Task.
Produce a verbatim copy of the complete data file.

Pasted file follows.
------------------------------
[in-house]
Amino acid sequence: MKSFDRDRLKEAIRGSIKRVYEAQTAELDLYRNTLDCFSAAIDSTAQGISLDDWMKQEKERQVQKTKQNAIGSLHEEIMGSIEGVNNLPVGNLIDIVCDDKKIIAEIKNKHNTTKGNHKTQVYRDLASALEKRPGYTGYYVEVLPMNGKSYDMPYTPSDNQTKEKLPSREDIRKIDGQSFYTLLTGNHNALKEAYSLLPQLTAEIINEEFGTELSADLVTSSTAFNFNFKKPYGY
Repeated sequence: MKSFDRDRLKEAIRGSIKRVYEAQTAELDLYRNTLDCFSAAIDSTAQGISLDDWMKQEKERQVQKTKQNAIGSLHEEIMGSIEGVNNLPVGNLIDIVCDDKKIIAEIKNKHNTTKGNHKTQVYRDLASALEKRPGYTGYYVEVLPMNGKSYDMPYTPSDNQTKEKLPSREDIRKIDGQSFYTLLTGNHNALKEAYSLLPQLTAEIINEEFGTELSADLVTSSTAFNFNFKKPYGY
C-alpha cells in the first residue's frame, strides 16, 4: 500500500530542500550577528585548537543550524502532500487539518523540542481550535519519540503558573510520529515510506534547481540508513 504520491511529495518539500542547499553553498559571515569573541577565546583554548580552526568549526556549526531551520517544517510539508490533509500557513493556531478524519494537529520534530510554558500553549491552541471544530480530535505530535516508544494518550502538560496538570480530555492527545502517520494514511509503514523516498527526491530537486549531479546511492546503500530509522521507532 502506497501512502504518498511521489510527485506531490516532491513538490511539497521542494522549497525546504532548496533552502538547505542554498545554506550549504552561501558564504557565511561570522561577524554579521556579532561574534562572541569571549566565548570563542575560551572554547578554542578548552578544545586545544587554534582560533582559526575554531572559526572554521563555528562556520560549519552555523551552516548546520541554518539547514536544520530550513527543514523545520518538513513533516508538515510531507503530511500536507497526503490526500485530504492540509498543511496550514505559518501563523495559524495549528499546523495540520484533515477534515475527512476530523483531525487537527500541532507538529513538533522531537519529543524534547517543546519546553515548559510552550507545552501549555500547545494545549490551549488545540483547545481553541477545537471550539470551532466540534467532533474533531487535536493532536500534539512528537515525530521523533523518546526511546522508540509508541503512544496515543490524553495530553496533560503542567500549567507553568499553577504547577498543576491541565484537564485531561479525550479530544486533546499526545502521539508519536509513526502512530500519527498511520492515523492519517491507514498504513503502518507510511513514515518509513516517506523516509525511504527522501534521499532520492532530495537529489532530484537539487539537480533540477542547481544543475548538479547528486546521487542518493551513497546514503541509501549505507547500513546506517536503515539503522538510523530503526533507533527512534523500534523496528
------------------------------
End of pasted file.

[in-house]
Amino acid sequence: MKSFDRDRLKEAIRGSIKRVYEAQTAELDLYRNTLDCFSAAIDSTAQGISLDDWMKQEKERQVQKTKQNAIGSLHEEIMGSIEGVNNLPVGNLIDIVCDDKKIIAEIKNKHNTTKGNHKTQVYRDLASALEKRPGYTGYYVEVLPMNGKSYDMPYTPSDNQTKEKLPSREDIRKIDGQSFYTLLTGNHNALKEAYSLLPQLTAEIINEEFGTELSADLVTSSTAFNFNFKKPYGY
Repeated sequence: MKSFDRDRLKEAIRGSIKRVYEAQTAELDLYRNTLDCFSAAIDSTAQGISLDDWMKQEKERQVQKTKQNAIGSLHEEIMGSIEGVNNLPVGNLIDIVCDDKKIIAEIKNKHNTTKGNHKTQVYRDLASALEKRPGYTGYYVEVLPMNGKSYDMPYTPSDNQTKEKLPSREDIRKIDGQSFYTLLTGNHNALKEAYSLLPQLTAEIINEEFGTELSADLVTSSTAFNFNFKKPYGY
C-alpha cells in the first residue's frame, strides 16, 4: 500500500530542500550577528585548537543550524502532500487539518523540542481550535519519540503558573510520529515510506534547481540508513 504520491511529495518539500542547499553553498559571515569573541577565546583554548580552526568549526556549526531551520517544517510539508490533509500557513493556531478524519494537529520534530510554558500553549491552541471544530480530535505530535516508544494518550502538560496538570480530555492527545502517520494514511509503514523516498527526491530537486549531479546511492546503500530509522521507532 502506497501512502504518498511521489510527485506531490516532491513538490511539497521542494522549497525546504532548496533552502538547505542554498545554506550549504552561501558564504557565511561570522561577524554579521556579532561574534562572541569571549566565548570563542575560551572554547578554542578548552578544545586545544587554534582560533582559526575554531572559526572554521563555528562556520560549519552555523551552516548546520541554518539547514536544520530550513527543514523545520518538513513533516508538515510531507503530511500536507497526503490526500485530504492540509498543511496550514505559518501563523495559524495549528499546523495540520484533515477534515475527512476530523483531525487537527500541532507538529513538533522531537519529543524534547517543546519546553515548559510552550507545552501549555500547545494545549490551549488545540483547545481553541477545537471550539470551532466540534467532533474533531487535536493532536500534539512528537515525530521523533523518546526511546522508540509508541503512544496515543490524553495530553496533560503542567500549567507553568499553577504547577498543576491541565484537564485531561479525550479530544486533546499526545502521539508519536509513526502512530500519527498511520492515523492519517491507514498504513503502518507510511513514515518509513516517506523516509525511504527522501534521499532520492532530495537529489532530484537539487539537480533540477542547481544543475548538479547528486546521487542518493551513497546514503541509501549505507547500513546506517536503515539503522538510523530503526533507533527512534523500534523496528